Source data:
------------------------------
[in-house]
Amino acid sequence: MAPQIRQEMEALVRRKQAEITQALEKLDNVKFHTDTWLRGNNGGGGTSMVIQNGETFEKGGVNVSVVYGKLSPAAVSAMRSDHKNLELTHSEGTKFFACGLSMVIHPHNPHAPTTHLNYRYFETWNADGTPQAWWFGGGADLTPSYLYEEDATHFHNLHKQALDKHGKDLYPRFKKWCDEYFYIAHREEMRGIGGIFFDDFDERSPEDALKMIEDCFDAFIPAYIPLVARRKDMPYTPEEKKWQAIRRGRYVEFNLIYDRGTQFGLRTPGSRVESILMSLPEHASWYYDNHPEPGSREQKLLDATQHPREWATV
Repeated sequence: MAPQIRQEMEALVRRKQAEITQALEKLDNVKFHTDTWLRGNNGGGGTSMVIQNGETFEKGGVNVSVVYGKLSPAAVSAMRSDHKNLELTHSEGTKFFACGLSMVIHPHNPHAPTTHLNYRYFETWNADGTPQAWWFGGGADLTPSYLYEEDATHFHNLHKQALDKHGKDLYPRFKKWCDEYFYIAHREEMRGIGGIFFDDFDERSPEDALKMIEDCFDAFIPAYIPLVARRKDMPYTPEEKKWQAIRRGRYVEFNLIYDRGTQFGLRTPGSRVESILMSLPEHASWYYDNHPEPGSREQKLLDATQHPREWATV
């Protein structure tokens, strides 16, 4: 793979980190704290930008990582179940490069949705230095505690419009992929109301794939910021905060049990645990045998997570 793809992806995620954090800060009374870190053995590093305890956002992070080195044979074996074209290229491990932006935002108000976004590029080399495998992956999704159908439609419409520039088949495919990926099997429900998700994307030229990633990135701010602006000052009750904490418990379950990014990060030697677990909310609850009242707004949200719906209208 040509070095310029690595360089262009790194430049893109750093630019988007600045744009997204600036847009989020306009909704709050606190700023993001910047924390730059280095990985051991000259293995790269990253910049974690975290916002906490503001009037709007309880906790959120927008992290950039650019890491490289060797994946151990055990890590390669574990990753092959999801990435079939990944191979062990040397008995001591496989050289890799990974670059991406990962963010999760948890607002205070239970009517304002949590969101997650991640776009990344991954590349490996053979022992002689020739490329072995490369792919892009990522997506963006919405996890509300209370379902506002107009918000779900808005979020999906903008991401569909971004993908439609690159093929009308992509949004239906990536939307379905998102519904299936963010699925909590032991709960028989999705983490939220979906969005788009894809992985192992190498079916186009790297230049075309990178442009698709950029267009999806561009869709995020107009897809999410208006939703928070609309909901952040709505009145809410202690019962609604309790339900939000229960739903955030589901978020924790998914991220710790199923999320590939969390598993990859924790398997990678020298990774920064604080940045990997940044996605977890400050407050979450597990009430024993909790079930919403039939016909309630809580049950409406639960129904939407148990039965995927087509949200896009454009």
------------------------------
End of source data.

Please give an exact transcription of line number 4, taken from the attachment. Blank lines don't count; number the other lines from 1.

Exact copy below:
């Protein structure tokens, strides 16, 4: 793979980190704290930008990582179940490069949705230095505690419009992929109301794939910021905060049990645990045998997570 793809992806995620954090800060009374870190053995590093305890956002992070080195044979074996074209290229491990932006935002108000976004590029080399495998992956999704159908439609419409520039088949495919990926099997429900998700994307030229990633990135701010602006000052009750904490418990379950990014990060030697677990909310609850009242707004949200719906209208 040509070095310029690595360089262009790194430049893109750093630019988007600045744009997204600036847009989020306009909704709050606190700023993001910047924390730059280095990985051991000259293995790269990253910049974690975290916002906490503001009037709007309880906790959120927008992290950039650019890491490289060797994946151990055990890590390669574990990753092959999801990435079939990944191979062990040397008995001591496989050289890799990974670059991406990962963010999760948890607002205070239970009517304002949590969101997650991640776009990344991954590349490996053979022992002689020739490329072995490369792919892009990522997506963006919405996890509300209370379902506002107009918000779900808005979020999906903008991401569909971004993908439609690159093929009308992509949004239906990536939307379905998102519904299936963010699925909590032991709960028989999705983490939220979906969005788009894809992985192992190498079916186009790297230049075309990178442009698709950029267009999806561009869709995020107009897809999410208006939703928070609309909901952040709505009145809410202690019962609604309790339900939000229960739903955030589901978020924790998914991220710790199923999320590939969390598993990859924790398997990678020298990774920064604080940045990997940044996605977890400050407050979450597990009430024993909790079930919403039939016909309630809580049950409406639960129904939407148990039965995927087509949200896009454009």